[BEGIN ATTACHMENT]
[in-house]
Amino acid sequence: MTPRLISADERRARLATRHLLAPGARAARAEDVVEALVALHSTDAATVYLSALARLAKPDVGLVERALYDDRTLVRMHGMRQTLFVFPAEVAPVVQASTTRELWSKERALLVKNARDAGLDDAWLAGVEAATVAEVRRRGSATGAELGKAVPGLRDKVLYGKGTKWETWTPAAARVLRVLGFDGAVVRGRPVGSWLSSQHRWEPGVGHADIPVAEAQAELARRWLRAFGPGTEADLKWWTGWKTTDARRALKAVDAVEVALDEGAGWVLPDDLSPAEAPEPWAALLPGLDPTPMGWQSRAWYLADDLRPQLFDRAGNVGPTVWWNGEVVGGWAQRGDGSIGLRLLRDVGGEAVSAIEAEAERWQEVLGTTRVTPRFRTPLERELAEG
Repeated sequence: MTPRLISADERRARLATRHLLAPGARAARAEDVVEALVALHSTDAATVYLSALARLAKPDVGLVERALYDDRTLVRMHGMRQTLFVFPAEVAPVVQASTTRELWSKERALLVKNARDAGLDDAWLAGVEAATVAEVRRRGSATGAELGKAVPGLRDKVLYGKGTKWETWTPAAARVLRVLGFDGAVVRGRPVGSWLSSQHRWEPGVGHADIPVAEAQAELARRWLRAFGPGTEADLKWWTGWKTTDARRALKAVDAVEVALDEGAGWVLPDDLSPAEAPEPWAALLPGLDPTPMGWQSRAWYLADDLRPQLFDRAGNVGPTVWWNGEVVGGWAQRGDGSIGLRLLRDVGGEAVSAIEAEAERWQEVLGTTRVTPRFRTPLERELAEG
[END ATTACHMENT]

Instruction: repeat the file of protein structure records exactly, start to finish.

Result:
[in-house]
Amino acid sequence: MTPRLISADERRARLATRHLLAPGARAARAEDVVEALVALHSTDAATVYLSALARLAKPDVGLVERALYDDRTLVRMHGMRQTLFVFPAEVAPVVQASTTRELWSKERALLVKNARDAGLDDAWLAGVEAATVAEVRRRGSATGAELGKAVPGLRDKVLYGKGTKWETWTPAAARVLRVLGFDGAVVRGRPVGSWLSSQHRWEPGVGHADIPVAEAQAELARRWLRAFGPGTEADLKWWTGWKTTDARRALKAVDAVEVALDEGAGWVLPDDLSPAEAPEPWAALLPGLDPTPMGWQSRAWYLADDLRPQLFDRAGNVGPTVWWNGEVVGGWAQRGDGSIGLRLLRDVGGEAVSAIEAEAERWQEVLGTTRVTPRFRTPLERELAEG
Repeated sequence: MTPRLISADERRARLATRHLLAPGARAARAEDVVEALVALHSTDAATVYLSALARLAKPDVGLVERALYDDRTLVRMHGMRQTLFVFPAEVAPVVQASTTRELWSKERALLVKNARDAGLDDAWLAGVEAATVAEVRRRGSATGAELGKAVPGLRDKVLYGKGTKWETWTPAAARVLRVLGFDGAVVRGRPVGSWLSSQHRWEPGVGHADIPVAEAQAELARRWLRAFGPGTEADLKWWTGWKTTDARRALKAVDAVEVALDEGAGWVLPDDLSPAEAPEPWAALLPGLDPTPMGWQSRAWYLADDLRPQLFDRAGNVGPTVWWNGEVVGGWAQRGDGSIGLRLLRDVGGEAVSAIEAEAERWQEVLGTTRVTPRFRTPLERELAEG